SharePoint Review

When to stop using SharePoint

For a few years now I’ve been pushing myself to see what is possible with SharePoint 2010. Some of these things are small, out-of-the-box (OOTB) solutions: creating custom search scopes, customizing table styles, and messing with itemstyle.xsl. But more often than not, the solutions I like to create are the ones that go beyond what SharePoint does OOTB. I rely heavily on SPServices for a lot of these solutions. It’s a great tool that does everything I need to do with lists in SharePoint. More recently I’ve been using SharePoint’s REST service and wiring in things like Backbone.js to create some interesting solutions.

Side note: if you want to see some great front-end solutions using SharePoint, check out the book Black Magic Solutions for White Hat SharePoint.

Where is the line?

I was training a SharePoint newcomer last week in New York. My trainee had a strong developer background, and just needed to get familiar with SharePoint for an upcoming job. As I was explaining things to her, I started to talk about a few custom front-end solutions that I’d built, and she latched on to those (coming from the developer world). But as I was explaining things to her, we started to discuss the legitimacy of doing some of these things in SharePoint. When does it change from a “SharePoint solution” to a “solution that uses SharePoint as a relational database”?

Let’s say you are using jQuery, SPServices, and maybe the Google Charts API. You can hook into a list, display a really great chart, and put it on a SharePoint page. That’s a great use of SharePoint. It’s a single page, accessing a single list, and enhancing the experience for the end user. Now say you have several lists that need charts. So we put several charts on the page. Easy. But how about when it comes time to organize all of these charts (say we have 30)? Now we need to add some UI elements that organize the charts in, say, tabs, or maybe an accordion. Ok, that’s great. But now instead of hardcoding in all of our lists to our scripts, we want one list just to organize our other lists. So now our code is much cleaner, we get all of our chart references from one list, and we organize it on the page with one cleaner, bigger script. At this point we have now made a list into a relational connection to other lists. But this is fine, even SharePoint allows this, right? (think Lookup fields)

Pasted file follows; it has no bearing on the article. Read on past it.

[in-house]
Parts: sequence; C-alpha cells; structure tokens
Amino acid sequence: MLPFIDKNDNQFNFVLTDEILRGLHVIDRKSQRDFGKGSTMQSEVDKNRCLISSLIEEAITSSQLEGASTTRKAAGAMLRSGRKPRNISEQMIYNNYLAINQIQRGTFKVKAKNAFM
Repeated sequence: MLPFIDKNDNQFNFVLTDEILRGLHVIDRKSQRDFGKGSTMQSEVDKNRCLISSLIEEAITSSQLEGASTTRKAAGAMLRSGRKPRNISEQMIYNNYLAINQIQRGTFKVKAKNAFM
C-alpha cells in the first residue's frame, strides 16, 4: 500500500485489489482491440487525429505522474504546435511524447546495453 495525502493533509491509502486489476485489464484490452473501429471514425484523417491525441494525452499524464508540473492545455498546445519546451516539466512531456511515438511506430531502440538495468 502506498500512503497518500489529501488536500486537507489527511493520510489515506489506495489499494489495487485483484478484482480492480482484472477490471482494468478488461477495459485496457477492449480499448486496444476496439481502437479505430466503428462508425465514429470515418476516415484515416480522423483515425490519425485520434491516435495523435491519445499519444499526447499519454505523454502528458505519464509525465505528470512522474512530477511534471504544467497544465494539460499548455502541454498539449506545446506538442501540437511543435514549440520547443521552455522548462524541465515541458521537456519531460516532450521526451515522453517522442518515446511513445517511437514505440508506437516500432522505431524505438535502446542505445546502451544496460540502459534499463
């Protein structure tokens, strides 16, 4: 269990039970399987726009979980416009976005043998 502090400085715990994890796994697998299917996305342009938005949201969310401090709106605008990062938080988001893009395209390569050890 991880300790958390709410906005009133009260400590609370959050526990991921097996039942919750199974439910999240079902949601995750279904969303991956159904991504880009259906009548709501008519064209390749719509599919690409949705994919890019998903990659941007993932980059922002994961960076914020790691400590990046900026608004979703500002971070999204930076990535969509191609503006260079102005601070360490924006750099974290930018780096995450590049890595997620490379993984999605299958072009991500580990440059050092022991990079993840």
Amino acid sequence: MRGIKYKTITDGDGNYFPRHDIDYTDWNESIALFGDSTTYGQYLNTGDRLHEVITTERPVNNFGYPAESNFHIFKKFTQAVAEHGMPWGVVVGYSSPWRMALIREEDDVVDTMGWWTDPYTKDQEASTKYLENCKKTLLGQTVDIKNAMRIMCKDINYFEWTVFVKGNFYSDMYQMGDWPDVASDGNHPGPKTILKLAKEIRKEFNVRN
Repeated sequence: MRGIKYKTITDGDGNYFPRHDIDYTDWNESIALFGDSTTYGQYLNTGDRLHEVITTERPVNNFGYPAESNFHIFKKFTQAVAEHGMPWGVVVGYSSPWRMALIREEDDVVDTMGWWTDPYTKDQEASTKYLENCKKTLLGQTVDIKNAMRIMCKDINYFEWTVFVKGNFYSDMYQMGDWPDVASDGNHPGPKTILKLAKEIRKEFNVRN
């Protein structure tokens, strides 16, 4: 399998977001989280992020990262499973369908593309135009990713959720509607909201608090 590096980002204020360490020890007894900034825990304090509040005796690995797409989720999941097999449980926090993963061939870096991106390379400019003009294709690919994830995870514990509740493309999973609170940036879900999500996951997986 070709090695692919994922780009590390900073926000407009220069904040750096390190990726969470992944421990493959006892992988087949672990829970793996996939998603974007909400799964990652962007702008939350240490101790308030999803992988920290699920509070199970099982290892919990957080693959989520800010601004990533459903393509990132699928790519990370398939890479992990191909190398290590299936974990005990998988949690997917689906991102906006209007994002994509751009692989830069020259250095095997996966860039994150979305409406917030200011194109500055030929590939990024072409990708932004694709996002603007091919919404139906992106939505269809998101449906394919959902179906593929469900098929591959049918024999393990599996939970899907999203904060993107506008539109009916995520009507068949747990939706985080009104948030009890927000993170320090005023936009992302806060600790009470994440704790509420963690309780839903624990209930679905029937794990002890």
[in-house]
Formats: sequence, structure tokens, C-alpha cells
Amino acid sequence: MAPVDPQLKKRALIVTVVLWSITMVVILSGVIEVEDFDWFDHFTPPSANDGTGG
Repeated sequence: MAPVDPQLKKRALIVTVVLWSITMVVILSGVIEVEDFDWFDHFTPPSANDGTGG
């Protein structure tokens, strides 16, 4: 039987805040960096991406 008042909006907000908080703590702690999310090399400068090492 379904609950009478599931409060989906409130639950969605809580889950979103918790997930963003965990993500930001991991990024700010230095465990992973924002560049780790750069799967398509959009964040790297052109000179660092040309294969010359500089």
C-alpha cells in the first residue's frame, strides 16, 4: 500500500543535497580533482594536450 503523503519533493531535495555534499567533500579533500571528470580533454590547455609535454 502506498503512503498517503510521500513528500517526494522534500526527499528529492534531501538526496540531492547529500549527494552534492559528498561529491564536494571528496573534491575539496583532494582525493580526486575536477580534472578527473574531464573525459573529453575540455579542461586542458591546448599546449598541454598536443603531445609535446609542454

So where is the line? How many lists must be connected before we pump the brakes and say, “wait…things are getting a little hairy”. See, in my opinion, SharePoint is a great place to store data. It’s also a great place to store data from external sources. It’s a great collection point for everything from a SQL server with lists of students, or to a connection to a 3rd party Gradebok. That’s what SharePoint is great at, being a central point of contact for many different systems. So the logical next step is to build things on top of this central point in order to interact with the data, right?

My personal line

All of my solutions are front-end, nothing server-side for me. But I recently ran into the limit of what I felt comfortable doing using javascript and SharePoint. A client of mine was building a re-enrollment process for the following school year. This process involved parents logging in, seeing their children on the page, and then initiating a re-enrollment form for each child. The form was build using javascript, jQuery, SPServices, and a host of other little plugins (for validation, navigation, etc). It was based on at least 3 lists, one that stored parent data, one that stored student data, and a connector list that connected families together. Functionally, the app worked. There were bugs like anything else, but overall, it worked.